Last week, I published a post criticizing the leadership at Holloman Air Force Base for its policy mandating TDY airmen stay in base lodging during multi-month RPA upgrade training.

There was some adverse response to that post in the form of “someone else has it tougher so stop whining, etc.” This is boilerplate rubbish. It is always on the menu anytime it is argued living conditions should be improved for airmen.

My response to that response is “got it.” I don’t care whether someone else has it worse or whether the Army or Marines take better or worse care of people. When something is subpar, we call it out. The point is not to set bar approximating a chosen level of mediocrity and then cultivate living conditions to that level. The point is to do the best for people and families that can possibly be done. To the extent Air Force commanders don’t do that (and in many cases don’t make a good faith effort), we will expose it.

The second criticism was fair but ultimately wrong. It contended that Holloman’s leadership had been within the bounds of the JTR by forcing airmen to stay on base rather than simply limiting their reimbursement to the on-base rate.

The reason the criticism is fair is that the JTR says conflicting things. In one place, it says servicemembers must use government quarters when ordered to a US installation if they are available and adequate. In another place, it says servicemembers will only be reimbursed at the rate of on-base lodging if they choose to stay elsewhere, implying they have that choice.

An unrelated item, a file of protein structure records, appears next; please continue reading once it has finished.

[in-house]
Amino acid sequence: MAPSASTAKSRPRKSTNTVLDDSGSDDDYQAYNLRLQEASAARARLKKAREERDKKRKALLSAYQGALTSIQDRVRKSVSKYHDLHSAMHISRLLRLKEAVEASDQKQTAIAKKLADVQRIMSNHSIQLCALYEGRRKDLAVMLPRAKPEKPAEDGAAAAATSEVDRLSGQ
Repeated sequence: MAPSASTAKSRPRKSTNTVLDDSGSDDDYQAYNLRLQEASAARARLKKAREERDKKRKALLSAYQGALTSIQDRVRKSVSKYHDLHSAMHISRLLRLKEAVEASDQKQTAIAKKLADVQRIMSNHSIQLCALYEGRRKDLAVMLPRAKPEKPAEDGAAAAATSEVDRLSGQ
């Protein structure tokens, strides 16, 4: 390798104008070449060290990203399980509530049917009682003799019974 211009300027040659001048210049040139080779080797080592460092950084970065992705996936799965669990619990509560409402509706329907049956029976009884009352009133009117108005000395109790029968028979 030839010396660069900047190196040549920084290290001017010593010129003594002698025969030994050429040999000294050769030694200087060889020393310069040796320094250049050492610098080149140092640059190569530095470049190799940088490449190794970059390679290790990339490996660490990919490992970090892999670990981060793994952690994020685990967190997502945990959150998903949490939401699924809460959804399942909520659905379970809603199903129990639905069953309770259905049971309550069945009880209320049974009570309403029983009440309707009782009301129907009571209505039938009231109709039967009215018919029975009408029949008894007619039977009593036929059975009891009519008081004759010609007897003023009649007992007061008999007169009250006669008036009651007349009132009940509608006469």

The reason this criticism is wrong is that since the new JTR was published (with its conflicting language), this question has been asked and answered thousands of times. Every commander knows or should know this. Every JA capable of making steam on a mirror knows or should know how to find the answer.

Instead, both commanders and their lawyer minions are cynically defaulting to what serves their interests.

Here’s the answer from the Defense Travel Management Office:

“If you’re required to stay in on-base quarters, you can choose to stay elsewhere – just be advised that your lodging reimbursement will be limited to the cost of the Government quarters if that choice is not based on a mission-essential reason.”

This issue is about doing what’s right for airmen rather than artificially sustaining a failing lodging operation that is more suitable for roaches and rodents in many cases than humans.

When base lodging becomes a good value proposition for airmen, they will use it. Until then, their choice should provide the healthy pressure necessary to push the USAF’s ailing services enterprise into reform.

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